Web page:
Etymology
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Midas 

ancient king of Phrygia, 1560s; the name is of Phrygian origin.  He was given by the gods the gift of turning all he touched to gold, but as this included his food he had to beg them to take it back again. Hence Midas touch (1883). But the oldest references to him in English are to the unrelated story of the ass's ears given him by Apollo for being dull to the charms of his lyre.

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Gordian knot (n.)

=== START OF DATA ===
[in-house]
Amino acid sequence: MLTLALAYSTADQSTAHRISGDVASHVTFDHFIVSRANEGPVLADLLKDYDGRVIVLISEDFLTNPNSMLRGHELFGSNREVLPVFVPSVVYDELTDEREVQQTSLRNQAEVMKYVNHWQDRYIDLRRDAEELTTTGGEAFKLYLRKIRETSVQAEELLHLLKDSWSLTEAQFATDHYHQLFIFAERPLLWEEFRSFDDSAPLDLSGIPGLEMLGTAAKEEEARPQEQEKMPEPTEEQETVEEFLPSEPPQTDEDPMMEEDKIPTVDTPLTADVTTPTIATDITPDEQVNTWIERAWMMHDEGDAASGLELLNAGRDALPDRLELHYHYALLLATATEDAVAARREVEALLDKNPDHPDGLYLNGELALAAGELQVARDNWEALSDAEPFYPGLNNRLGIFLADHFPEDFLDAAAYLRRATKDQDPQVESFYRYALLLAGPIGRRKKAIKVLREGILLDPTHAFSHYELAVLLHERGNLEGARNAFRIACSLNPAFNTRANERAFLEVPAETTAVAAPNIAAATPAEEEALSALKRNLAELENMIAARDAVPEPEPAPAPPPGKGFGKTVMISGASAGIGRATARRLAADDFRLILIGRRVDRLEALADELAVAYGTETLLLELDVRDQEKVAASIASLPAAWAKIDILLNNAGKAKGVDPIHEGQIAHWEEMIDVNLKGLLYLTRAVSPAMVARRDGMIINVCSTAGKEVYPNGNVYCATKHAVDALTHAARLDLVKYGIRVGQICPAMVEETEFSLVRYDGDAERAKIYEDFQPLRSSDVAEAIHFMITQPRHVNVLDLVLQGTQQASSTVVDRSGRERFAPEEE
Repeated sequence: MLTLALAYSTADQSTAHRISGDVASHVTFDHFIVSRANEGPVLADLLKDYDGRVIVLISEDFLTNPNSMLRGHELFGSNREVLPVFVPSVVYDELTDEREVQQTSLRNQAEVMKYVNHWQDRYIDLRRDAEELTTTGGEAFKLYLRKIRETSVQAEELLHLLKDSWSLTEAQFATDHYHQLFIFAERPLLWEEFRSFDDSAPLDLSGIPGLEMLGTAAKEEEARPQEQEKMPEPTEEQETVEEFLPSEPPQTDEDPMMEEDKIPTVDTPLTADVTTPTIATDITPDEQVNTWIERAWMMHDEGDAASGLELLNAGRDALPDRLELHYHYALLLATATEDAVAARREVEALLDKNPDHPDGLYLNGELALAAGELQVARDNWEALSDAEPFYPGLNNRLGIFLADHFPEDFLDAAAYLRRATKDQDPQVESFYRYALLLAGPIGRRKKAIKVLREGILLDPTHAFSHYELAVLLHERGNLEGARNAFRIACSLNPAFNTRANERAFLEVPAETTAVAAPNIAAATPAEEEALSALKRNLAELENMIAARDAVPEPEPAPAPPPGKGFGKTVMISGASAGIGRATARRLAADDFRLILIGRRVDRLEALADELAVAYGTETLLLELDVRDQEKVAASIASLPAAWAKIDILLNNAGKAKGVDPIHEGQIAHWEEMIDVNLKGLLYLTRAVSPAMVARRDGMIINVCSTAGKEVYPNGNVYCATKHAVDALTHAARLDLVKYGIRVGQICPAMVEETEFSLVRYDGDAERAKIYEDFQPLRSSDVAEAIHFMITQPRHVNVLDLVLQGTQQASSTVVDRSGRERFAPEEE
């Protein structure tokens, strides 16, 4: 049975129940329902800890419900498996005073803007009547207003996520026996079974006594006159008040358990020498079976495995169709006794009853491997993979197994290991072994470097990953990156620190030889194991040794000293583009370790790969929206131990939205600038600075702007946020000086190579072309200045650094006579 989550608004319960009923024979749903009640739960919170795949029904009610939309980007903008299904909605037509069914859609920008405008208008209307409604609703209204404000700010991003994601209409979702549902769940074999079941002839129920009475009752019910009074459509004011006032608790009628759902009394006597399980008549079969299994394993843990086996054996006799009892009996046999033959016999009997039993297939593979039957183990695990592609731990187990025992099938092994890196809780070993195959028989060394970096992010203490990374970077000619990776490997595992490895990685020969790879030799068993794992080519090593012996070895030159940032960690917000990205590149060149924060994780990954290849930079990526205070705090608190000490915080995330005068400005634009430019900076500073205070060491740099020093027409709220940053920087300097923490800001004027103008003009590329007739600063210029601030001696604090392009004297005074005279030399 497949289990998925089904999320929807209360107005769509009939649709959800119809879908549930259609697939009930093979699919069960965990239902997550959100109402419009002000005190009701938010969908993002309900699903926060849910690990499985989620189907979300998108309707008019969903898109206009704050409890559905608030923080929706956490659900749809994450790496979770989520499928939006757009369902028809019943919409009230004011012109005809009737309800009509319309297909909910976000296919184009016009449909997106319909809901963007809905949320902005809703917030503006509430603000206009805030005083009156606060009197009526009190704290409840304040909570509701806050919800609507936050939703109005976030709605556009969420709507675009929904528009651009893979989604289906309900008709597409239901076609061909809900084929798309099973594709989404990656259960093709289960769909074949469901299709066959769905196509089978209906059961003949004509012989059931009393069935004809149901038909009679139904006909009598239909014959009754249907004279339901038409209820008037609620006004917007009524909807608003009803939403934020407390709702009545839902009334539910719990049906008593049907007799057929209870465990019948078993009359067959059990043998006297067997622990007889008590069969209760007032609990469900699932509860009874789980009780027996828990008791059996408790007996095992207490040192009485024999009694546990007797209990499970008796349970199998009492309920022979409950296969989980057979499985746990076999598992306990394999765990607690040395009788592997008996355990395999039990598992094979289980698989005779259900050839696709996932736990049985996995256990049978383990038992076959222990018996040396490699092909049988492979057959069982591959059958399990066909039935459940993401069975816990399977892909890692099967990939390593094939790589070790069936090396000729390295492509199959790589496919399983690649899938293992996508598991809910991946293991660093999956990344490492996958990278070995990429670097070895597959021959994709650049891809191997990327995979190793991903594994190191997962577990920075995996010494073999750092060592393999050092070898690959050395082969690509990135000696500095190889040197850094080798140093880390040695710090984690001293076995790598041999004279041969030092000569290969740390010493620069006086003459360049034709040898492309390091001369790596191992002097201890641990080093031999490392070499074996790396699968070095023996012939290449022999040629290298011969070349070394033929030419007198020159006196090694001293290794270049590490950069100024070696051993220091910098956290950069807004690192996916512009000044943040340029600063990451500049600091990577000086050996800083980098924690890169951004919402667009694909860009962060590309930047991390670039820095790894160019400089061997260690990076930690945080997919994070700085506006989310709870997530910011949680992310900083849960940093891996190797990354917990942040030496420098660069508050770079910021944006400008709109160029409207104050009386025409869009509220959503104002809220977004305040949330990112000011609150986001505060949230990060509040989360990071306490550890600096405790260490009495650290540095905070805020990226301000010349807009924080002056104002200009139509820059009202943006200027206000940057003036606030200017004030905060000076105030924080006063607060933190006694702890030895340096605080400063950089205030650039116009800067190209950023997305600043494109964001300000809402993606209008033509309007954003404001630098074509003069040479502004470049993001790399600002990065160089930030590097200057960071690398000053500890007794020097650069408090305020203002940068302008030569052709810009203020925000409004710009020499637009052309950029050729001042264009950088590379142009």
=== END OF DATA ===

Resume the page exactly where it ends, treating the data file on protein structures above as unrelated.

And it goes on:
1560s, tied by Gordius (Greek Gordios), first king of Phrygia in Asia Minor and father of Midas, who predicted the one to loosen it would rule Asia. Instead, Alexander the Great cut the Gordian knot with his sword; hence the extended sense (1570s in English) "solve a difficult problem in a quick, dramatic way."
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wagtail (n.)

c. 1500, kind of small bird that has its tail in continuous motion (late 12c. as a surname), earlier wagstart (mid-15c.), from wag (v.) + tail (n.). From 18c. as "a harlot," but this sense seems to be implied much earlier:

If therefore thou make not thy mistress a goldfinch, thou mayst chance to find her a wagtaile. [Lyly, "Midas," 1592]
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